If the Bahrain GP proved anything, it was that Lewis Hamilton will have to work as hard for this title as he has for a long time, as the Red Bull threat looms large.
Mercedes, and their winning formula of Hamilton and Valtteri Bottas, have monopolised the race calendar in recent years. Last year the dominant duo filled two spots on the podium in all but seven races, storming to a Constructers’ Championship victory by 254 points.
The last time someone other than Mercedes won the Drivers’ or Constructors’ Championship was Red Bull with Sebastian Vettel back in 2013. It has been Mercedes dominance ever since.
2021 should have been the year of change for Formula One. New regulations – with teams to be capped with budgets of $175 million and a whole raft of technical restrictions – should have increased competitiveness and shaken up the racing order. Along with many other parts of life, however, coronavirus had other things to say.
It means those long-awaited changes will be made to wait one more year; a tune likely to be golden music to the ears of Mercedes race director Toto Wolff.
But whilst the loved and loathed Hamilton crossed the line first at Bahrain last weekend, the close challenge of Red Bull’s Max Verstappen suggests it may not be quite as straight forward a surge for the German car manufacturers.
The lead changed three times between Hamilton and Verstappen as the Dutchman looked likely to deny Mercedes a season-opening victory. But, dramatically, the Red Bull driver was forced to hand back the lead position after breaching track limits to overtake the reigning champion.
It means Hamilton, who is fast approaching 100 race victories, successfully battled against his rival despite having older tyres to claim a Round One race victory for the first time since 2015.
“It was one of the hardest races I’ve had for a while,” Hamilton told Sky Sports afterwards. “They have had an amazing performance all weekend, so it was going to take something really special.”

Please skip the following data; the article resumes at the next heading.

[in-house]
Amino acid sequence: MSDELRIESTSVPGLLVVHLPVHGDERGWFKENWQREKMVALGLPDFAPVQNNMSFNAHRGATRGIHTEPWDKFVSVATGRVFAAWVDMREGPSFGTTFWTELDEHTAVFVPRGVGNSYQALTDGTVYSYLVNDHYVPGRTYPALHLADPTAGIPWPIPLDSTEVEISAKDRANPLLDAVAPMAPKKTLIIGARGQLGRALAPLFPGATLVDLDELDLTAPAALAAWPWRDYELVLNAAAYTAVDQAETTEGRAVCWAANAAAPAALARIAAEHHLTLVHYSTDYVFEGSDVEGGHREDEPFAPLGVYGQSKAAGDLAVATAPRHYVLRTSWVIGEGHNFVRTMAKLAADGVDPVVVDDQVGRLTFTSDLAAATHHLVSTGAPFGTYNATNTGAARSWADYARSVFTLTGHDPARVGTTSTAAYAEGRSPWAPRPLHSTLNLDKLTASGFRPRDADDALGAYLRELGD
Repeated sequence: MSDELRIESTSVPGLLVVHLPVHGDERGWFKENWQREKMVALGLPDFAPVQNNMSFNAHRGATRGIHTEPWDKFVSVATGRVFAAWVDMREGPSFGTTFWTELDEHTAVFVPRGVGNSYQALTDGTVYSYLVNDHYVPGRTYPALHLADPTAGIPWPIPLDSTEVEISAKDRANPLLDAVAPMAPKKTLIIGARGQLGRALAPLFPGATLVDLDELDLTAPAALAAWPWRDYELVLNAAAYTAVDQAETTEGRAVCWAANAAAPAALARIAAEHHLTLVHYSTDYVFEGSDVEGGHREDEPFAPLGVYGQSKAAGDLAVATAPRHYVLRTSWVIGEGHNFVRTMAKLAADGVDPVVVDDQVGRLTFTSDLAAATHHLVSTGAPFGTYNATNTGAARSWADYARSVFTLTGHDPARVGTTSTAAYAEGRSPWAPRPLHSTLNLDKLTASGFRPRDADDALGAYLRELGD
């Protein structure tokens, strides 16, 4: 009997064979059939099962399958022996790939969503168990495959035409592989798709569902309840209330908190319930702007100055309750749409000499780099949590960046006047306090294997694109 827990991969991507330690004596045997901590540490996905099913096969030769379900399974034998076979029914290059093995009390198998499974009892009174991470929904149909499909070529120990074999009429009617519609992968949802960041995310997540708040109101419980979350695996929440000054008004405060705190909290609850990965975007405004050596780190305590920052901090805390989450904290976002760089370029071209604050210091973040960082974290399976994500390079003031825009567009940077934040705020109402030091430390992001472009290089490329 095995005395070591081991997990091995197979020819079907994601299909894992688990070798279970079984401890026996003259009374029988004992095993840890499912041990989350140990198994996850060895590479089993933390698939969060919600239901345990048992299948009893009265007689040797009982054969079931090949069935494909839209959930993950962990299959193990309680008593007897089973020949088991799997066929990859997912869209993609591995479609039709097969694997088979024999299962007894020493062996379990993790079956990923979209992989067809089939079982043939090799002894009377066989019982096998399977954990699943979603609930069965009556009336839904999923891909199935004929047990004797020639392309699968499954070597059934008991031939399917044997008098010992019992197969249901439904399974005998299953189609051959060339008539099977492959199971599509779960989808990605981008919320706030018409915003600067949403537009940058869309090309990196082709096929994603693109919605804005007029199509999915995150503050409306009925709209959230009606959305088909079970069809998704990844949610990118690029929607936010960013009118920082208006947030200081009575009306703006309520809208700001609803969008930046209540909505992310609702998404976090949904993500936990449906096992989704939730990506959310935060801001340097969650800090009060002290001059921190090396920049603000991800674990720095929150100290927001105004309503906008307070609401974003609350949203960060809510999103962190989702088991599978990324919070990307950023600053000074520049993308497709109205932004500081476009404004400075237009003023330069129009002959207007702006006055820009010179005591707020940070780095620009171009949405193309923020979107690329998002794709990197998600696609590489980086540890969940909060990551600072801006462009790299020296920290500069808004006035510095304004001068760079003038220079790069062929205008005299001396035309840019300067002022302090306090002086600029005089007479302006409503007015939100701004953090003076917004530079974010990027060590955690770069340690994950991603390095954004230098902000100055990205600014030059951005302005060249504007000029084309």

Qualifying ahead of Hamilton in Bahrain is just another signal threat from Christian Horner’s team that Red Bull are real contenders in the Championship push this season. It is not the first time that Verstappen and Hamilton have shared the front row; it is, however, the first time Hamilton has had to watch his opponent start from in front.
The 23-year-old Dutchman is still a relatively young racer in comparison to his competitors – only five are younger, including the three rookies of Nikita Mazepin, Yuki Tsunoda and Mick Schumacher. It is a great credit, therefore, that Verstappen – in his seventh season in Formula One – is being included as a likely challenger for the Championship.
Speaking after claiming pole position last weekend, Verstappen admitted it had been a “long time” since Red Bull has been so competitive on the first race weekend. If anything is to be taken from the outing in Bahrain, it is that Mercedes will not have quite as easy a season as they may have predicted. Red Bull are back on the scene and are realistic rivals once again.
By Matt Lee
Lead Image: Getty Images / Red Bull Content Pool